There are two new markers of the equinox season. One is a biannual text from our cell phone company, informing us that because of the “sun transit,” the sun will be blasting directly at their satellite, and our service will be disrupted. The second is the placement of the afternoon sun such that, during our naptime break, it blasts directly upon our favorite spot on the couch. So it is with pleasure that I snuggle into my sunny spot this Sunday afternoon, contemplating a lonely satellite being overwhelmed into catatonia by these same rays, to blog to you about my latest finished project.

No cat sits upon our sunny sill. But there are two mice.


The girls’ Phoebe Sweaters are joined by two Phoebe mice. Phoebette (right) and Phoebitsy (left) are the girls’ big knitted Christmas present this year. I have had to knit them in stolen moments, as N was dangerously close to guessing what they were. Their many fiddly limbs were completed during the cutscenes of The Banner Saga, and their dresses were knit while co-playing Space Quest III and IV with Jared. (If you enjoyed the former, drop me a line. If you enjoyed the latter… can we be best friends? Oh, the hazards of having obscure tastes.)

Pattern Review: I am not a big knitter of toys. I find them so incredibly fiddly. They make me long for a giant garter-stitch afghan. But there is something satisfying about making a conjoined set of misshapen sacs, stuffing it into a featureless voodoo doll, then applying a tiny bit of embroidery to see it suddenly become a cuddle-able plaything deserving of affection and an anthropomorphized personality. The power of the face, I suppose. For my taste, I found these patterns very merciful, making a mouse out of a series of very plain tubes. Fussing over the ears was worth it, though I’m sure I didn’t attach them straight. The dress was so simple it fit on half a page of the book, Phoebe’s Sweater.



Yarn Review: Is anyone going to care if I review Cascade 220? Probably not. It’s only one of the most popular yarns among handknitters, and comes in enough colors to literally fill a wall at the late Natural Stitches (R.I.P.). But let the record show, I found it very pleasant and soft-feeling to work with, even fairly tightly on US 5s, which is nice for a workhorse yarn. This makes me suspicious, though, for how it wears in a human-sized sweater, and the mice aren’t going to tell me.

Then to cap it all off:



They make me squee! Goodness me I’m glad they’re done, but, *squeee!!!* You may have noticed that the buttons on the coats match the buttons on the girls big sweaters. Didn’t notice? Let me prove it to you.


How thrilled I was when Baffin Electronics had the same beautiful woodcut button in two sizes, with enough for my purposes. They have a good button selection, with very reasonable prices, so I count myself very fortunate, as one who plans projects years in advance but never buys buttons until a project is nearly done.

Now I have to pack these little dears away into an empty goldfish box and hide them away until Christmas. I have been very responsible in starting the holiday knitting so early, but the poor mice have to stuffer – I mean suffer – for it. I’ll regret it when I wake in dark January to find their black embroidered eyes leaning over me threateningly in my sleep.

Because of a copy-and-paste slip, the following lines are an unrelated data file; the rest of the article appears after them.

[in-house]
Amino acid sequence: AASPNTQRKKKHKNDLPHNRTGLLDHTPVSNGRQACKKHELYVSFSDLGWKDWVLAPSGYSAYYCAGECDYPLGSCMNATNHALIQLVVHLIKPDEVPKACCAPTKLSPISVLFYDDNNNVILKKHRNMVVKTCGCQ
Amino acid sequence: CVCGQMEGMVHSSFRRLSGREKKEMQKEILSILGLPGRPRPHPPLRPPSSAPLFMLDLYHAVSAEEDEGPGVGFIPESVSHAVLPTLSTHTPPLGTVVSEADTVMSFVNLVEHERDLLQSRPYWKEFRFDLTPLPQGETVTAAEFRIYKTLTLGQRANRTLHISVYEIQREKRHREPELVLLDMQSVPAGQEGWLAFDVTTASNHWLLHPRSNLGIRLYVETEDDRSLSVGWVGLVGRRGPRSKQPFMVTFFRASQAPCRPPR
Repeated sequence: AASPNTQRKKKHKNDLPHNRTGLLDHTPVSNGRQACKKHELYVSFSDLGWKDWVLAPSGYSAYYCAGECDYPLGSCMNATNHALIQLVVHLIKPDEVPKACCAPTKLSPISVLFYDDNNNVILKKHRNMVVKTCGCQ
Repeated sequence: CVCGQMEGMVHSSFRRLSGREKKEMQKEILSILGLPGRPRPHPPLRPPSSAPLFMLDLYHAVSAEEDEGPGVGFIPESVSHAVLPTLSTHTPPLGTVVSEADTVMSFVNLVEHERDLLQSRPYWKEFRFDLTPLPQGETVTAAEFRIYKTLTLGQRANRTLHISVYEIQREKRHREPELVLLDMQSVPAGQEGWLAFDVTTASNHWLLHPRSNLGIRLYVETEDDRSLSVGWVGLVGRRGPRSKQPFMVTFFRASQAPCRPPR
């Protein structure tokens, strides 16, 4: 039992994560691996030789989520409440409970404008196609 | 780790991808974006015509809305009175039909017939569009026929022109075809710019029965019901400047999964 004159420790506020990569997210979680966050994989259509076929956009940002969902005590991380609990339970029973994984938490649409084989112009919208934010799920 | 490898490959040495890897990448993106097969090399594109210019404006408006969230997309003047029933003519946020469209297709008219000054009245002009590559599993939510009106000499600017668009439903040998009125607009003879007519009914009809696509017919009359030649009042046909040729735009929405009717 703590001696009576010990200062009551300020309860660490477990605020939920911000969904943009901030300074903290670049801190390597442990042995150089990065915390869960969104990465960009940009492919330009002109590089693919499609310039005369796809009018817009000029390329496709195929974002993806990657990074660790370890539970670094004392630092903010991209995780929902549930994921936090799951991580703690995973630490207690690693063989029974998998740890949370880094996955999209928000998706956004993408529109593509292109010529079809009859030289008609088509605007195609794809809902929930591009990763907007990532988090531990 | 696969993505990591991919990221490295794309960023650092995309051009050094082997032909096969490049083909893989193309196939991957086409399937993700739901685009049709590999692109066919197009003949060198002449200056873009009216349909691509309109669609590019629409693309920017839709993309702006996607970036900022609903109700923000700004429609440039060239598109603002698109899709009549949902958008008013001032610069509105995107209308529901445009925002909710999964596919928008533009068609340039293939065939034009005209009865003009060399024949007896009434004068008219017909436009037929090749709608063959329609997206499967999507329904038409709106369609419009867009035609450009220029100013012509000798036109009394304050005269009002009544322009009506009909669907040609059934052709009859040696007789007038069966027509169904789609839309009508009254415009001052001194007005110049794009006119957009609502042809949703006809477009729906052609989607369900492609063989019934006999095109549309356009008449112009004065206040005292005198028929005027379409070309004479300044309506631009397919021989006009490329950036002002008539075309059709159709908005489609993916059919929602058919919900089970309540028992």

They’ll forgive me when they meet their little girls. Right? …

Spirits in Bondage: In Which I Blog About an Obscure Book of Poems

I am a taker-on of big projects. You read this blog, you know that. If I’m going to take something on, I don’t want to just taste it; I want the complete experience. It’s an illness, really. Planning such projects is sometimes a stress outlet, which results in some embarrassingly large spreadsheets and some absolutely untenable plans. But sometimes I try them anyway.

I’ve started a new one. It’s ridiculous, and I’m not going to finish it. Ready to laugh at me?

Here’s what happened: I was reading this fabulous book on the Inklings.

Click for link to amazon page.

Click for link to amazon page.

Like so many Christians over the last three quarters of a century, I have a serious love affair with the work of Lewis and Tolkein. My perspective is largely theological, biblical, psychological, and historical: they stand at this corner of history at which the whole world changed, and both in their lives and works recast the Christian worldview, in a way both quite at home within the modern psyche and at odds with the modern mainstream.

Reading this book was an absolutely delicious dive into their minds. What happened next can only be described as an enormous fit of envy. The Zaleskis had obviously gotten to comb through the entire works of these four writers and others, to say nothing of extended secondary sources…. and they had a bibliography at the back.

And then. I discovered that this chap has already put together a chronological reading list of everything C. S. Lewis has ever written.

Now, I was warned. A professor friend, who will probably read this, gently warned me that not everyone is worth reading in their whole entirety. I’m sure he is right. But I’m afraid I was already hooked by the time he got to me.

TL;DR: Whatever I read/play/watch, it makes more difference in my life if I reflect on it. This is my blog, where I do as I please, so I’ll inflict these reflections on you.

I acquired the first two volumes last fall.

"Phoebette" looks on, naked and unashamed.

Naomi’s half-finished Christmas present “Phoebette” looks on, naked and unashamed. Her favorite poem from Spirits in Bondage was probably “The Ass,” #27, a vaguely pantheistic and probably fictional account of meeting a donkey in a field.